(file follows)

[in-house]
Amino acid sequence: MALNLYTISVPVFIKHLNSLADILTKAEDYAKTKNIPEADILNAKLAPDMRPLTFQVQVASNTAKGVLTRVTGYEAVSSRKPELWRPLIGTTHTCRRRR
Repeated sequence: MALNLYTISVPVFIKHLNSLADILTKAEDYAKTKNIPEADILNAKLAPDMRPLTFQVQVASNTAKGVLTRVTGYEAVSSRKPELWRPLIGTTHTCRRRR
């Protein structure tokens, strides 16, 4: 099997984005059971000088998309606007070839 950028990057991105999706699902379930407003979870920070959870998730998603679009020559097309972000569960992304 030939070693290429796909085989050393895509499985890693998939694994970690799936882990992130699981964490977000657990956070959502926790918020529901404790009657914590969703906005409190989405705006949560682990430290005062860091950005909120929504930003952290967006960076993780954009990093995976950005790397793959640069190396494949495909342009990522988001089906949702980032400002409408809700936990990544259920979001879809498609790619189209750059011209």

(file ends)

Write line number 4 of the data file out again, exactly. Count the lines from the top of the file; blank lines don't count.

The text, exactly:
């Protein structure tokens, strides 16, 4: 099997984005059971000088998309606007070839 950028990057991105999706699902379930407003979870920070959870998730998603679009020559097309972000569960992304 030939070693290429796909085989050393895509499985890693998939694994970690799936882990992130699981964490977000657990956070959502926790918020529901404790009657914590969703906005409190989405705006949560682990430290005062860091950005909120929504930003952290967006960076993780954009990093995976950005790397793959640069190396494949495909342009990522988001089906949702980032400002409408809700936990990544259920979001879809498609790619189209750059011209």